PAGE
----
Financial Life Skills for Young People


Four Key Relationships

Young people today face some hard challenges that many older adults have never had to deal with. Whatever kind of career a young person chooses to follow, it is vital that they have the knowledge and skill to manage their own personal finances, to understand how society functions and to be aware of their relationship with the environment.

Keep the Cash introduces students to the 4 KEY RELATIONSHIPS they will have to learn to manage throughout their adult lives, and does so by aligning with Ofsted’s requirements for ‘personal development’ in its new assessment criteria.

For further information, or to ask any question, please call or text Sean McGuire on 07584 085363, or Adam Yates on 07813 166931.





It is through employment that we generate the money we need to fund our lives. The skills and techniques required to gain employment are something every young person needs, in order to develop a career that can match their aspirations.

Being able to conduct background research on employers, prepare a CV, write a job application, and attend job interviews with confidence, are all dependent upon these skills and aptitudes, not just at the outset of one’s career, but throughout one’s working life.

The modern world demands that we are all functionally financially literate. The decisions we make in life often have financial consequences that are not always immediately apparent.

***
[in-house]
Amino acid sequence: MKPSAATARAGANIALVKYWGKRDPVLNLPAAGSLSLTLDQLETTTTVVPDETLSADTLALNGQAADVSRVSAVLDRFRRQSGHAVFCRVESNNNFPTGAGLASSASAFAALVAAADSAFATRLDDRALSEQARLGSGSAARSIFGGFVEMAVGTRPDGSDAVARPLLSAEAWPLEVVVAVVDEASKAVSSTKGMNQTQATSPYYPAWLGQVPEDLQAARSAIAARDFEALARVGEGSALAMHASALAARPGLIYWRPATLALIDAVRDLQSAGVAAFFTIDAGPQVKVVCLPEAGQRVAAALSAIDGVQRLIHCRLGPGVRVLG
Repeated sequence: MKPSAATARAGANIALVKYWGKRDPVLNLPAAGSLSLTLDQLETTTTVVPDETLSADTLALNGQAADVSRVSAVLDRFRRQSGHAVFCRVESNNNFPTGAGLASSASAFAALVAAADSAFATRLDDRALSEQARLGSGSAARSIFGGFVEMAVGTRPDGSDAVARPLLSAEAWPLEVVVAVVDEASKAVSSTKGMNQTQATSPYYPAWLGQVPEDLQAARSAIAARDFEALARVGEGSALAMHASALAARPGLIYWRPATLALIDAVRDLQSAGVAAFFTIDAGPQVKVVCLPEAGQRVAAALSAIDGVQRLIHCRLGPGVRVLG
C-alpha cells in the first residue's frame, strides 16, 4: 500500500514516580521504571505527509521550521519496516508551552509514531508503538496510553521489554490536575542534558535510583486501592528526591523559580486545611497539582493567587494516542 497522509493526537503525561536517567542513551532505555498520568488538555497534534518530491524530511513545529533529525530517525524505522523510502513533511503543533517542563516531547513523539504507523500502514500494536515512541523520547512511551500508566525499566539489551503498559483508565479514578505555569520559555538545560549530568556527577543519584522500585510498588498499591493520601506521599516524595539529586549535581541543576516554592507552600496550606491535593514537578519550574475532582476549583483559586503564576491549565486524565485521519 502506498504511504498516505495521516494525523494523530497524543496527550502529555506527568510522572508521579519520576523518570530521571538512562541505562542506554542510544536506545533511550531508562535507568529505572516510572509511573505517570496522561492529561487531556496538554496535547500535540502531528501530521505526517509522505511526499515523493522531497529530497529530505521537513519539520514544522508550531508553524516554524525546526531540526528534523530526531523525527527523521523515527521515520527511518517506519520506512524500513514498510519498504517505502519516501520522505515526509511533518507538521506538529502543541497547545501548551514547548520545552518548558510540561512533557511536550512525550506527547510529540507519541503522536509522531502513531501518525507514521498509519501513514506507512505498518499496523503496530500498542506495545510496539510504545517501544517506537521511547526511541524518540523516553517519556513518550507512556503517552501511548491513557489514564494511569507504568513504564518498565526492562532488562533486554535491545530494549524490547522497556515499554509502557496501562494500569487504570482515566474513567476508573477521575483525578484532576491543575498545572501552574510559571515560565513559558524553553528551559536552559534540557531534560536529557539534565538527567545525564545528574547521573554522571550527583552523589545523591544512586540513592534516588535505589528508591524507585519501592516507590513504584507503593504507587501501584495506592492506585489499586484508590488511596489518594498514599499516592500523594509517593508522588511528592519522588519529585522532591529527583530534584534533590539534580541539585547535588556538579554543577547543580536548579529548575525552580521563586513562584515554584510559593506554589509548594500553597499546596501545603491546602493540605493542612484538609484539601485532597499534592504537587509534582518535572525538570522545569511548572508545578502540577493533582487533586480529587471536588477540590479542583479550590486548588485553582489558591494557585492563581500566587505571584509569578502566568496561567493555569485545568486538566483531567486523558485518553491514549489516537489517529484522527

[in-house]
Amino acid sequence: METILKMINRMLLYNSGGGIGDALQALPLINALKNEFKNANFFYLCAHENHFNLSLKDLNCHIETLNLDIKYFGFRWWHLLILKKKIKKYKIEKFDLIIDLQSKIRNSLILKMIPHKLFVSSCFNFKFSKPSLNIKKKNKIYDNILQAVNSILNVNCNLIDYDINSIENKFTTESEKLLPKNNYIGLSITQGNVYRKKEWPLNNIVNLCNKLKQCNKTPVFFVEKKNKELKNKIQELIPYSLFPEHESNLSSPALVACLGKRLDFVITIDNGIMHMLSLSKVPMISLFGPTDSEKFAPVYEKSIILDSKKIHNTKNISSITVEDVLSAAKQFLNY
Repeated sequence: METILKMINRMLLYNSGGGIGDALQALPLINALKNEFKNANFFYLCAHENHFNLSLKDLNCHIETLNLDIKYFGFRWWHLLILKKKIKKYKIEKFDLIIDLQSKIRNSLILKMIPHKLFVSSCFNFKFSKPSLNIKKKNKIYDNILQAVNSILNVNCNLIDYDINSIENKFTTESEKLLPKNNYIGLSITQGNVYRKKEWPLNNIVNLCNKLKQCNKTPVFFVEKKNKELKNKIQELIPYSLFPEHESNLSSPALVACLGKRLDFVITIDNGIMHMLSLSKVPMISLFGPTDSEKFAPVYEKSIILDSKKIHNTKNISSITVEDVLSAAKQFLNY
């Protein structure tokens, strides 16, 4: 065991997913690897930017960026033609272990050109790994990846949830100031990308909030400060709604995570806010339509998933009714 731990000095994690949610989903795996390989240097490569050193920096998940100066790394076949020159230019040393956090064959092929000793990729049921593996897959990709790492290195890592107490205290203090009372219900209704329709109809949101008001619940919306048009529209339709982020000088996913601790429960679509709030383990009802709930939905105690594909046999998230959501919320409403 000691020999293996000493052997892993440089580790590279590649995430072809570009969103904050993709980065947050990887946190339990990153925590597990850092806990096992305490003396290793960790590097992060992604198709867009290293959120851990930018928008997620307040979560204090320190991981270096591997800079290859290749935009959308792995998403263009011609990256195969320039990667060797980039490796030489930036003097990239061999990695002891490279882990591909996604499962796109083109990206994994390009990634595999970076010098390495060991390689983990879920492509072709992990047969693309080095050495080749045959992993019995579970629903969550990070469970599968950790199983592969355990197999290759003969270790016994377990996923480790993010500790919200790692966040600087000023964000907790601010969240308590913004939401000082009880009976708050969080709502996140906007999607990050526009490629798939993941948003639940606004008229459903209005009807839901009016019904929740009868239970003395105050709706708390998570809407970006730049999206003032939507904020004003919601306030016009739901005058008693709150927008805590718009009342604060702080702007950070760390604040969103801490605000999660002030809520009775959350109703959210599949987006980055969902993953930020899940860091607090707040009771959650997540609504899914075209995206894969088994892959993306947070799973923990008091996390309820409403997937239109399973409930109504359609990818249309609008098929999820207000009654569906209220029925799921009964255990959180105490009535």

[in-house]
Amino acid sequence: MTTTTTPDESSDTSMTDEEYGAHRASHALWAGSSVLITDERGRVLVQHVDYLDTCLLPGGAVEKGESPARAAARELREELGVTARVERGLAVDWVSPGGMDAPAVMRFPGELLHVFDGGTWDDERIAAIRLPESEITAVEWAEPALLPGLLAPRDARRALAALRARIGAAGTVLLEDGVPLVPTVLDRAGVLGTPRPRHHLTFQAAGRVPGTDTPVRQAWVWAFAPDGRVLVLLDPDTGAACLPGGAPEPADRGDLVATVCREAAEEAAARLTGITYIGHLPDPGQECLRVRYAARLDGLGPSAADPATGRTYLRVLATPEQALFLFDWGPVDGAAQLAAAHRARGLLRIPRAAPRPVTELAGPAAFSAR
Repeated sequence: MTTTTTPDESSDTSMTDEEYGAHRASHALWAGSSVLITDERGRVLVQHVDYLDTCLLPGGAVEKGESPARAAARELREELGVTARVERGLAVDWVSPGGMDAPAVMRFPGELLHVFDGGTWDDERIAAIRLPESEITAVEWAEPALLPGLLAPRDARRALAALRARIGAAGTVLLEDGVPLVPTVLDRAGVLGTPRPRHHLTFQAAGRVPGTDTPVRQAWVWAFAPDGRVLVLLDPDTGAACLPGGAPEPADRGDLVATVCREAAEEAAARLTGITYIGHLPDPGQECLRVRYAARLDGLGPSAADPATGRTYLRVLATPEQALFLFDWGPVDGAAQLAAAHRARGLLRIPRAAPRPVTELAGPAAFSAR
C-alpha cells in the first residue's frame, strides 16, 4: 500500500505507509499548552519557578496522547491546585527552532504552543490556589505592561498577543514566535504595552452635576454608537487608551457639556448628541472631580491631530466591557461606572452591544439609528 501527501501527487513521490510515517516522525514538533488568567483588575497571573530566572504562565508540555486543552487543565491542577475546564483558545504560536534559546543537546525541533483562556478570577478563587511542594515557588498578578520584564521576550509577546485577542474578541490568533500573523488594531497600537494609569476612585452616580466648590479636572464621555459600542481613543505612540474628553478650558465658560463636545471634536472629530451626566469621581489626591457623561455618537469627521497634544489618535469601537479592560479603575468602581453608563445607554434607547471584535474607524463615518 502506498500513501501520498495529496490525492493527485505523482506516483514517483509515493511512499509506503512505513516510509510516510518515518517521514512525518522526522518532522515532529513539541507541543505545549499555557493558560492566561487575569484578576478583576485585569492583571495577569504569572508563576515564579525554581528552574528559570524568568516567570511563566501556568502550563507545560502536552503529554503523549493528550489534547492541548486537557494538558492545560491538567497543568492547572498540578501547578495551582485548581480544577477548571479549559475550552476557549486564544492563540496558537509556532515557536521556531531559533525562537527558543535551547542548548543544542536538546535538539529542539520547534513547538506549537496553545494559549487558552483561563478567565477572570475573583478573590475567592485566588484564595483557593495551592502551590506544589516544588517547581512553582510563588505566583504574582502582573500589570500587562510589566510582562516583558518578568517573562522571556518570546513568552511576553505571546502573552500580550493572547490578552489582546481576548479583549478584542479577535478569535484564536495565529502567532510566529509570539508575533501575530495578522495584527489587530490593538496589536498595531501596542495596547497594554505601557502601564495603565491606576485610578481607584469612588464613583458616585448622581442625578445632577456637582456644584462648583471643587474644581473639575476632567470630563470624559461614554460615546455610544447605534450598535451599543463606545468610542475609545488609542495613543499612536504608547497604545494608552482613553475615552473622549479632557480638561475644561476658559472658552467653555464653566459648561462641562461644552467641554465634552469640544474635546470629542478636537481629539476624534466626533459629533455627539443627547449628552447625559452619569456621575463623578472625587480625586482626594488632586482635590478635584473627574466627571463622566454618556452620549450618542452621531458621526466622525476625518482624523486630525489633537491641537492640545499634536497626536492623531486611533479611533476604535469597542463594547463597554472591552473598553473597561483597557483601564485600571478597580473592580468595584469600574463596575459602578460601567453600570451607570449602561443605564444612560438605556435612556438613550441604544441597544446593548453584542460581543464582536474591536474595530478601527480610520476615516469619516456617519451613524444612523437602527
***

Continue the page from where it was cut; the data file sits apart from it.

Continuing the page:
Being exposed to a variety of scenarios, and facing a wide range of challenges, while still in the safe confines of education, is the best and most effective way for young people to comprehend the key financial concepts that dominate all our lives – credit, interest, debt, and cash flow.

Developing a clear understanding of these concepts and, most importantly, how they interconnect, ensures young people can cope with the competing needs of spending, saving, investing and managing their hard earned money.

A successful society and economy requires active citizens. We fund the government, which spends our taxes on public services, and sets the laws by which we operate. Through our national and local democratic systems, we all have the opportunity to participate in, and influence the direction of our society.

An active citizen understands how our political, economic and social systems work and, crucially, how they can build their own independent adult lives within that framework. In doing so, they become responsible for the part they play in our democracy, with all the benefits that will bring.

Every financial decision we make has consequences beyond our own personal lives. The environmental capital of the planet is being diminished as the global population grows, and developing economies add to the demand for resources. Understanding the role we can play to make our society sustainable, and conserve the resources available to us, is a critical area of knowledge for our young people to acquire.

Only through understanding the day-to-day impact of our actions can we ensure that this generation, and those that follow, are able to make decisions that will ensure the future sustainability of our planet.